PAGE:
What is conversion therapy and what has been the government’s position on banning it?

Friday 1 April 2022 15:30 BST

The government backtracked just hours after backtracking on plans to introduce a new law banning conversion therapy.

Just hours earlier, a government spokesperson told Sky News that ministers would not ban the practice, but rather consider how existing law can be used more effectively to prevent it.

However, about three and a half hours later, a Downing Street spokesman told Sky News the government would actually ban conversion therapy.

But what is conversion therapy, why do people want to ban it, and what are politicians’ positions on it?

What is conversion therapy?

Also called healing therapy or restorative therapy, conversion therapy refers to any form of treatment or psychotherapy aimed at changing a person’s sexual orientation or removing their gender identity.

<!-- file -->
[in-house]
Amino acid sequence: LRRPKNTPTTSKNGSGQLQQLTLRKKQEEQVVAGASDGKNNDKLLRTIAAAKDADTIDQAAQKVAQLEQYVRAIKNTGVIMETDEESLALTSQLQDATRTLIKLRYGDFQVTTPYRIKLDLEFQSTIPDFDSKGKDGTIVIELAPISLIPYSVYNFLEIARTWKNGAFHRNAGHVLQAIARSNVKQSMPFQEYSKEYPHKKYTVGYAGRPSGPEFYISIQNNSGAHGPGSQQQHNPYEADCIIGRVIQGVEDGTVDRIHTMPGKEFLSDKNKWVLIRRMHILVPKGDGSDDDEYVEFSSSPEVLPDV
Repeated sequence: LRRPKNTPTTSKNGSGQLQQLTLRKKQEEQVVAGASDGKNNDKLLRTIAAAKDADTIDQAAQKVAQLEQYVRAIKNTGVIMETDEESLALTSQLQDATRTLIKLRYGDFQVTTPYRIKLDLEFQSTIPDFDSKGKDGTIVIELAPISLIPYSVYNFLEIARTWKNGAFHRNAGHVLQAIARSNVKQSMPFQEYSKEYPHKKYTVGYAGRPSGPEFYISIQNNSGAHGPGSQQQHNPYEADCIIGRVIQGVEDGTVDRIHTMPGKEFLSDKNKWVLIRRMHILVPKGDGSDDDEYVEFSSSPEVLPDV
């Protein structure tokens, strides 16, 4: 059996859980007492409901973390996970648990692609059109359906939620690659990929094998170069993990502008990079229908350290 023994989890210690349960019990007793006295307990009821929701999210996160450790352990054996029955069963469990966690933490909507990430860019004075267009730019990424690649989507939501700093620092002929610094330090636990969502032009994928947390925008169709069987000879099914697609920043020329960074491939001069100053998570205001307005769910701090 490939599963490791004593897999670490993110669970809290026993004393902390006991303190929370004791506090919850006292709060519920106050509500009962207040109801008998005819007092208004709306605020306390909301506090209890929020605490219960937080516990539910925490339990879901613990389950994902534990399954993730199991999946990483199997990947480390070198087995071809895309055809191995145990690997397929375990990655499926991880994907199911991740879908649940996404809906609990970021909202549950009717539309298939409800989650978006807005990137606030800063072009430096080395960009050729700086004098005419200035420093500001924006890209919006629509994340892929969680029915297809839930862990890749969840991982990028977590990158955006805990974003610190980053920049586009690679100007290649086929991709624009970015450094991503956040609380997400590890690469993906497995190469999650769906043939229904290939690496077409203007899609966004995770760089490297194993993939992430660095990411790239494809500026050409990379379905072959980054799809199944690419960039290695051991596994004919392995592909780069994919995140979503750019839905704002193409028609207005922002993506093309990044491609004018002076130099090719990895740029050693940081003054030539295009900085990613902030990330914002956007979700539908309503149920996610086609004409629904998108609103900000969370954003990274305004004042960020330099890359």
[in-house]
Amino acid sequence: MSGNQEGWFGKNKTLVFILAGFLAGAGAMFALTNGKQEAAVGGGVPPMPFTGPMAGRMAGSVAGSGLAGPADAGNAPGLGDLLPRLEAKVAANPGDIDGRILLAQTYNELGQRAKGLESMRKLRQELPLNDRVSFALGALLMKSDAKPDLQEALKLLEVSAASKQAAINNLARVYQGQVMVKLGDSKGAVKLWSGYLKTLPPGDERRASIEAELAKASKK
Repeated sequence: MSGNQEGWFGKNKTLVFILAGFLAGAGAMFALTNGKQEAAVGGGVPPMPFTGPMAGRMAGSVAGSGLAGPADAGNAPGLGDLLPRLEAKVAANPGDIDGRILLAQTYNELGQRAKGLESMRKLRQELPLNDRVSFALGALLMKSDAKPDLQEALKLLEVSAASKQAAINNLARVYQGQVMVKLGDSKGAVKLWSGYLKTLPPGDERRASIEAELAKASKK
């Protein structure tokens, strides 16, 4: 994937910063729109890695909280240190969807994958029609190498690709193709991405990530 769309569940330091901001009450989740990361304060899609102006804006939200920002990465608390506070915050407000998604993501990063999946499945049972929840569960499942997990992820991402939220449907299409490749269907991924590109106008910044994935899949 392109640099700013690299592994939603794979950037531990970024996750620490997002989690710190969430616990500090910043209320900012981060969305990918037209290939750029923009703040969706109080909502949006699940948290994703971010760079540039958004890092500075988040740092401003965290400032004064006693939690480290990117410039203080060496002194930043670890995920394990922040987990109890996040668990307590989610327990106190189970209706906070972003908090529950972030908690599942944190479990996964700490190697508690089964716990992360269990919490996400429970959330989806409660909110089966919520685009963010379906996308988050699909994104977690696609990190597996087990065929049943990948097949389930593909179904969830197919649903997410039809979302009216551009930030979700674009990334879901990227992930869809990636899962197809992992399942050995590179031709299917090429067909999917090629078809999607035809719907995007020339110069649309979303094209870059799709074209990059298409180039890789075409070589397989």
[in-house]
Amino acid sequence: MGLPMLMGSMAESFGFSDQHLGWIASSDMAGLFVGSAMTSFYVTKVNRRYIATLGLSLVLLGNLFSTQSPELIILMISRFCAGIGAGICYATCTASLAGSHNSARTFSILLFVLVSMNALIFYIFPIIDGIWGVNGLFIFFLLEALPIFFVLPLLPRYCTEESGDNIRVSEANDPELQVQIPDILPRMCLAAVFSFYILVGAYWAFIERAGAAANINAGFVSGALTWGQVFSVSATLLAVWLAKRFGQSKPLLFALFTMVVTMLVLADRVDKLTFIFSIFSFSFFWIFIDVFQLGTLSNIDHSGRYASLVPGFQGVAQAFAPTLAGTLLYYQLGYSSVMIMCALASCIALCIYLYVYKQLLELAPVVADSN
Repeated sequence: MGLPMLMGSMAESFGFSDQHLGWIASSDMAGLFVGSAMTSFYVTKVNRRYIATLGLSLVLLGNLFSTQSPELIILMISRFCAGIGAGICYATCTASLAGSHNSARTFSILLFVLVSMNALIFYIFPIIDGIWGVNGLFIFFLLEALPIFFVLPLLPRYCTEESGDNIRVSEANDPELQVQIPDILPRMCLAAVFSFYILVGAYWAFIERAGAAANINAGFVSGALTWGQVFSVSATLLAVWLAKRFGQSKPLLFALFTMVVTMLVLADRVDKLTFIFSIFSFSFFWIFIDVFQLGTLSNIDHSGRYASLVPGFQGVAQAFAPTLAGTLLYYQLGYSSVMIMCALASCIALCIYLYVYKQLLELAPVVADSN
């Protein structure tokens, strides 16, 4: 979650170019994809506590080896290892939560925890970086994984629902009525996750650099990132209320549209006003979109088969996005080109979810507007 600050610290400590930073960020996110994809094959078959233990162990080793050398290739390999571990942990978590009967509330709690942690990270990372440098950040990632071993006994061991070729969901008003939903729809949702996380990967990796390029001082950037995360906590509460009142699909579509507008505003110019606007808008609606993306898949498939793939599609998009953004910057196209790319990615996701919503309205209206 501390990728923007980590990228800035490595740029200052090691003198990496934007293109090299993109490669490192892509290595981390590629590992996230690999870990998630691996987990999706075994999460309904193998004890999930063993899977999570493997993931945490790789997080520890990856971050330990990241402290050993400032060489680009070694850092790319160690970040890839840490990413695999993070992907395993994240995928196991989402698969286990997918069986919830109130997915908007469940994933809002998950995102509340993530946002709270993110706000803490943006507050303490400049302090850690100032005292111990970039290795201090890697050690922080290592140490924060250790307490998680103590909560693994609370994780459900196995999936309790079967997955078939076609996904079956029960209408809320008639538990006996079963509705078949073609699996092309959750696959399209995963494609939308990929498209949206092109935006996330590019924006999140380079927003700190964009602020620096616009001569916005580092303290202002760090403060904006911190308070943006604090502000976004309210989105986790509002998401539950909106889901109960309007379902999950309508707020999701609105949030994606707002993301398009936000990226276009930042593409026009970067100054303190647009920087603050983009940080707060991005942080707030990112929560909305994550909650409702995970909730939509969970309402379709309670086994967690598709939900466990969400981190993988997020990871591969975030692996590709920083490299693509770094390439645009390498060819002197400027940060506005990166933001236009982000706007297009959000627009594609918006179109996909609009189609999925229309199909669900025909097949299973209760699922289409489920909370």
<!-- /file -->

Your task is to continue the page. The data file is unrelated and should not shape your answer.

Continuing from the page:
Therapy and prayer can be used, while more extreme forms can include “exorcisms, physical abuse and starvation”, said Jayne Ozanne, a former government equality adviser.

LGBT charity Stonewall says conversion therapy is based on the assumption that being lesbian, gay, bi or trans is a mental illness that can be ‘cured’.

The NHS and other professional bodies have warned that all forms of conversion therapy are “unethical and potentially dangerous”.

The practice is banned in several other countries, with Canada, Germany, Mexico and Malta all having introduced a full or partial ban.

Several US states have also introduced a ban on conversion therapy, although in many cases this does not include religious organizations or counselors.

What was the position of the British government?